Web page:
(Received 7 February 2005; accepted 14 April 2006)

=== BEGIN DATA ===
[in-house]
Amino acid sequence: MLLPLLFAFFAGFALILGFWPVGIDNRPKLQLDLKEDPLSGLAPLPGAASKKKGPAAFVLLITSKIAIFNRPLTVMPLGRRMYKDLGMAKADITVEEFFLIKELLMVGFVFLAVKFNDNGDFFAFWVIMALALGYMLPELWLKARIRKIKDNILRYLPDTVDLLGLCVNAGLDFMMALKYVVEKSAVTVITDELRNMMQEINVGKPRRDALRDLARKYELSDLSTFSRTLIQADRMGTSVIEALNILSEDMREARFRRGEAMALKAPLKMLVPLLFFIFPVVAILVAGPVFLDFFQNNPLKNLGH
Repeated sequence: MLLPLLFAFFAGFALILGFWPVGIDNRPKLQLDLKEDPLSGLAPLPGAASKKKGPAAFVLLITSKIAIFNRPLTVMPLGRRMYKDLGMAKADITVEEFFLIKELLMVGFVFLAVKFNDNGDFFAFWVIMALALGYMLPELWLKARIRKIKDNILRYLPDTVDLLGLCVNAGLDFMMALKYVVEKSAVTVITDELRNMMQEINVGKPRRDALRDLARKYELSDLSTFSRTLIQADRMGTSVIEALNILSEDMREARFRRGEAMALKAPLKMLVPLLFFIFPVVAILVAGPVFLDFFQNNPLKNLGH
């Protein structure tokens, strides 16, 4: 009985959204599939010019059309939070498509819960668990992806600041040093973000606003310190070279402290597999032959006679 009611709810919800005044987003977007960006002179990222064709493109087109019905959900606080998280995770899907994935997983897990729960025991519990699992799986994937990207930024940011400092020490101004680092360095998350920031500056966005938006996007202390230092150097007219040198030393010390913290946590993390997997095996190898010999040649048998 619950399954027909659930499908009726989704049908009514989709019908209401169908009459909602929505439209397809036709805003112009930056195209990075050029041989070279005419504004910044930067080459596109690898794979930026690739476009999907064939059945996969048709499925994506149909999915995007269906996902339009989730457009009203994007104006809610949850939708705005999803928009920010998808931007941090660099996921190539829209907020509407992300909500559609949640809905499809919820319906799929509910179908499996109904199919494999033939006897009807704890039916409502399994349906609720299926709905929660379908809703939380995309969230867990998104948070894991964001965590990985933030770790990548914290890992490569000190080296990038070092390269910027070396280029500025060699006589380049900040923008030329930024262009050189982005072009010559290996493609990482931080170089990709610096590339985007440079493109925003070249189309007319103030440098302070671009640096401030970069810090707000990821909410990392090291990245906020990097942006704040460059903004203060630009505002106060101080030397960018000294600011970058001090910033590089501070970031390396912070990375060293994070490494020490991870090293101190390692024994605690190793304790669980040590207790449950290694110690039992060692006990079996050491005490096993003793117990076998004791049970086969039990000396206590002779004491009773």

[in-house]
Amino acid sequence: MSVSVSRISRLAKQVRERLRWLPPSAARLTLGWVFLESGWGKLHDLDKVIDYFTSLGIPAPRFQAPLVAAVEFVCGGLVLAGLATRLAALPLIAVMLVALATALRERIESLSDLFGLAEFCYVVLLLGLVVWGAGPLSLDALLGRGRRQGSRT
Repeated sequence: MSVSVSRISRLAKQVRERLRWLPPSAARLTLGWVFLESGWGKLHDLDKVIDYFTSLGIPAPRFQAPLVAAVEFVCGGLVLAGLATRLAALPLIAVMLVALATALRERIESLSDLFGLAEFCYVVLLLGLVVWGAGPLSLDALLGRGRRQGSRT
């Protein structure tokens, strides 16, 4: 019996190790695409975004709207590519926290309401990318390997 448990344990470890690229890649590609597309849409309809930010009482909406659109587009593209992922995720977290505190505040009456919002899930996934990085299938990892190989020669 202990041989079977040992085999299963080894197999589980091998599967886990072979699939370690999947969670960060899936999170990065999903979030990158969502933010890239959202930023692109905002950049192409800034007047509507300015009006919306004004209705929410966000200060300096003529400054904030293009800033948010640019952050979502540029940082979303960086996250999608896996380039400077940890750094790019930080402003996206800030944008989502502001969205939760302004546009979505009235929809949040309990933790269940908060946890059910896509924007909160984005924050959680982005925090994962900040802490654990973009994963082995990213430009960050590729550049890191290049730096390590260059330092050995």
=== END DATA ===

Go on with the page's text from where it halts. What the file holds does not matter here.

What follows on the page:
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Accelerated testing in environments aggressive for the specific material have shown that fastener threads that are rolled after strengthening heat treatments have improved resistance to stress corrosion cracking (SCC) initiation. For example, intergranular SCC was produced in one day when machined (cut) threads of high-strength steel (ASTM A193 B-7 and A354 Grade 8) were exposed to an aggressive aqueous environment containing 8 wt % boiling ammonium nitrate and stressed to about 40 % of the steel's yield strength. In similar testing conditions, bolts that were thread rolled before heat treatment (quench and temper) had similar high susceptibility to SCC. However, threads rolled after the strengthening heat treatment exhibited no SCC after a week of exposure, even when stressed to 100 % of the B-7 alloy yield strength. Similarly, intergranular SCC was produced in less than one day when machined (cut) threads of nickel-base alloys (X-750 and aged 625) were exposed to an aggressive 750°F doped steam environment (containing 100 ppm of chlorides, fluorides, sulfates, and nitrates) and stressed to about 80 % of the alloy yield strength. In similar testing conditions, threads rolled after strengthening exhibited no SCC after 50 days of exposure. This beneficial effect of the optimum thread rolling process (i.e., threads rolled after the strengthening heat treatment) is due to the retention of large residual compressive stresses in the thread roots (notches), which mitigate the applied notch tensile stresses resulting from joint design preloads. Use of these material-specific aggressive environments—“chemical cracking” tests—can provide an accelerated test to verify that threads were, in fact, produced by the optimum thread rolling process. The chemical cracking tests could also support fastener acceptance criteria or failure analysis of fasteners with unknown or uncertain manufacturing processes. The achievement of the optimum process effects may not always be detected by more conventional methods (e.g., metallography or hardness testing).
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